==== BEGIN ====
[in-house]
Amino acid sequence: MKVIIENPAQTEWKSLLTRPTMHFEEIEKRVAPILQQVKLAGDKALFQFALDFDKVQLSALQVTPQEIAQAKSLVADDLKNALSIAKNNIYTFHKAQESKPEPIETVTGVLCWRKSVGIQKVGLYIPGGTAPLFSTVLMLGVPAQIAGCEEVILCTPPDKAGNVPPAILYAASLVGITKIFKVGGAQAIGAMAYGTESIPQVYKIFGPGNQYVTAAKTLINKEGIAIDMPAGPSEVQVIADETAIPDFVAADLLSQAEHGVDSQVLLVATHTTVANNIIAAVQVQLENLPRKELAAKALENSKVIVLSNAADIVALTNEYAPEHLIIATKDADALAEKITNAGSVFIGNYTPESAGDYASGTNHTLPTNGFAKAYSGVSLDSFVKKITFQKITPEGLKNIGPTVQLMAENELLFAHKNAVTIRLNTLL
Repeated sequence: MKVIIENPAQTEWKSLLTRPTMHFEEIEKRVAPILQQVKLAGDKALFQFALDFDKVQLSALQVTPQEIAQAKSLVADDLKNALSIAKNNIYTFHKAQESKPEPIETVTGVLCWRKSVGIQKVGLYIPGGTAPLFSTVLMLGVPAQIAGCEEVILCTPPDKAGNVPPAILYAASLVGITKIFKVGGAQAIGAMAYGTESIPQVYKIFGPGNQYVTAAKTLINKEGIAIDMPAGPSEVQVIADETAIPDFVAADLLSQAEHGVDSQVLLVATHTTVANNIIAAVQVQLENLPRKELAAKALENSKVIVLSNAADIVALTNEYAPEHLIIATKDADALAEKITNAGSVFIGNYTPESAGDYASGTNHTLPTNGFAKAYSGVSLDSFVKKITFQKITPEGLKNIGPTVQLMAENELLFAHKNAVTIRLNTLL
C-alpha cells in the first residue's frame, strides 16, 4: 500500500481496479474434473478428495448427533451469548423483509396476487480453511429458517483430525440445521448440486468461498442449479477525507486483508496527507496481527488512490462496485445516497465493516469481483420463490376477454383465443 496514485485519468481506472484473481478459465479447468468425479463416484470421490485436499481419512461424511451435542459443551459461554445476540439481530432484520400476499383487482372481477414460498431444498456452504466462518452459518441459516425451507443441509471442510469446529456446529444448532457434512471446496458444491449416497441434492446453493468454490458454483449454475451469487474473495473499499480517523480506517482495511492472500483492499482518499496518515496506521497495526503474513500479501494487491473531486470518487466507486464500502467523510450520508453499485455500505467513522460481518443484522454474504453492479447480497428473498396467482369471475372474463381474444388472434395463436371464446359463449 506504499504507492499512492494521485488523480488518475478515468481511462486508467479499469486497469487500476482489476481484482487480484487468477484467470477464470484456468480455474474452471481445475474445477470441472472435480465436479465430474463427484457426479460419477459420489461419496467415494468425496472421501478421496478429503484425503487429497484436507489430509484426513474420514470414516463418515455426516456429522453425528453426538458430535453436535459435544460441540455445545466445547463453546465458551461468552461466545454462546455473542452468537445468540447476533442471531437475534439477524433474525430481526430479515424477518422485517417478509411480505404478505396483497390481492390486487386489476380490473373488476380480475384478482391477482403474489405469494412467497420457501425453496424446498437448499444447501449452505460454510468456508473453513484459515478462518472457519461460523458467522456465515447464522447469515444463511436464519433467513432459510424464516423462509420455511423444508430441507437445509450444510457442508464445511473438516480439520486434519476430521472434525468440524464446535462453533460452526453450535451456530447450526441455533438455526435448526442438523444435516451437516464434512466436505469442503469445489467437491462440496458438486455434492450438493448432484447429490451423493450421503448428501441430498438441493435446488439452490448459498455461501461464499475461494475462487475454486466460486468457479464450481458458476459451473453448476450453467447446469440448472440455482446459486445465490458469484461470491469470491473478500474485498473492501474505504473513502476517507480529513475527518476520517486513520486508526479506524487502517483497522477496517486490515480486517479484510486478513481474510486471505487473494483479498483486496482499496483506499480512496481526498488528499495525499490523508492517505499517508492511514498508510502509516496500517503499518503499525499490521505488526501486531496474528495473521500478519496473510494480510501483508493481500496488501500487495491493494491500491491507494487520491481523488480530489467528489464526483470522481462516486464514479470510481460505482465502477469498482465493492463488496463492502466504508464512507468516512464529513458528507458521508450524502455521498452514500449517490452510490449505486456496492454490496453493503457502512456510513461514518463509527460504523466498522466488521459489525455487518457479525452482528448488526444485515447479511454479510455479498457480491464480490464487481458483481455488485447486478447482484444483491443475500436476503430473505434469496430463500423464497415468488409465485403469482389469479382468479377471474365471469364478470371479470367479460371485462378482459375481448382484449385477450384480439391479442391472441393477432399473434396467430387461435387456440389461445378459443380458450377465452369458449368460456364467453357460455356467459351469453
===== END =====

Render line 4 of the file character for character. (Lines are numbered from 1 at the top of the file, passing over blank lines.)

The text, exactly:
C-alpha cells in the first residue's frame, strides 16, 4: 500500500481496479474434473478428495448427533451469548423483509396476487480453511429458517483430525440445521448440486468461498442449479477525507486483508496527507496481527488512490462496485445516497465493516469481483420463490376477454383465443 496514485485519468481506472484473481478459465479447468468425479463416484470421490485436499481419512461424511451435542459443551459461554445476540439481530432484520400476499383487482372481477414460498431444498456452504466462518452459518441459516425451507443441509471442510469446529456446529444448532457434512471446496458444491449416497441434492446453493468454490458454483449454475451469487474473495473499499480517523480506517482495511492472500483492499482518499496518515496506521497495526503474513500479501494487491473531486470518487466507486464500502467523510450520508453499485455500505467513522460481518443484522454474504453492479447480497428473498396467482369471475372474463381474444388472434395463436371464446359463449 506504499504507492499512492494521485488523480488518475478515468481511462486508467479499469486497469487500476482489476481484482487480484487468477484467470477464470484456468480455474474452471481445475474445477470441472472435480465436479465430474463427484457426479460419477459420489461419496467415494468425496472421501478421496478429503484425503487429497484436507489430509484426513474420514470414516463418515455426516456429522453425528453426538458430535453436535459435544460441540455445545466445547463453546465458551461468552461466545454462546455473542452468537445468540447476533442471531437475534439477524433474525430481526430479515424477518422485517417478509411480505404478505396483497390481492390486487386489476380490473373488476380480475384478482391477482403474489405469494412467497420457501425453496424446498437448499444447501449452505460454510468456508473453513484459515478462518472457519461460523458467522456465515447464522447469515444463511436464519433467513432459510424464516423462509420455511423444508430441507437445509450444510457442508464445511473438516480439520486434519476430521472434525468440524464446535462453533460452526453450535451456530447450526441455533438455526435448526442438523444435516451437516464434512466436505469442503469445489467437491462440496458438486455434492450438493448432484447429490451423493450421503448428501441430498438441493435446488439452490448459498455461501461464499475461494475462487475454486466460486468457479464450481458458476459451473453448476450453467447446469440448472440455482446459486445465490458469484461470491469470491473478500474485498473492501474505504473513502476517507480529513475527518476520517486513520486508526479506524487502517483497522477496517486490515480486517479484510486478513481474510486471505487473494483479498483486496482499496483506499480512496481526498488528499495525499490523508492517505499517508492511514498508510502509516496500517503499518503499525499490521505488526501486531496474528495473521500478519496473510494480510501483508493481500496488501500487495491493494491500491491507494487520491481523488480530489467528489464526483470522481462516486464514479470510481460505482465502477469498482465493492463488496463492502466504508464512507468516512464529513458528507458521508450524502455521498452514500449517490452510490449505486456496492454490496453493503457502512456510513461514518463509527460504523466498522466488521459489525455487518457479525452482528448488526444485515447479511454479510455479498457480491464480490464487481458483481455488485447486478447482484444483491443475500436476503430473505434469496430463500423464497415468488409465485403469482389469479382468479377471474365471469364478470371479470367479460371485462378482459375481448382484449385477450384480439391479442391472441393477432399473434396467430387461435387456440389461445378459443380458450377465452369458449368460456364467453357460455356467459351469453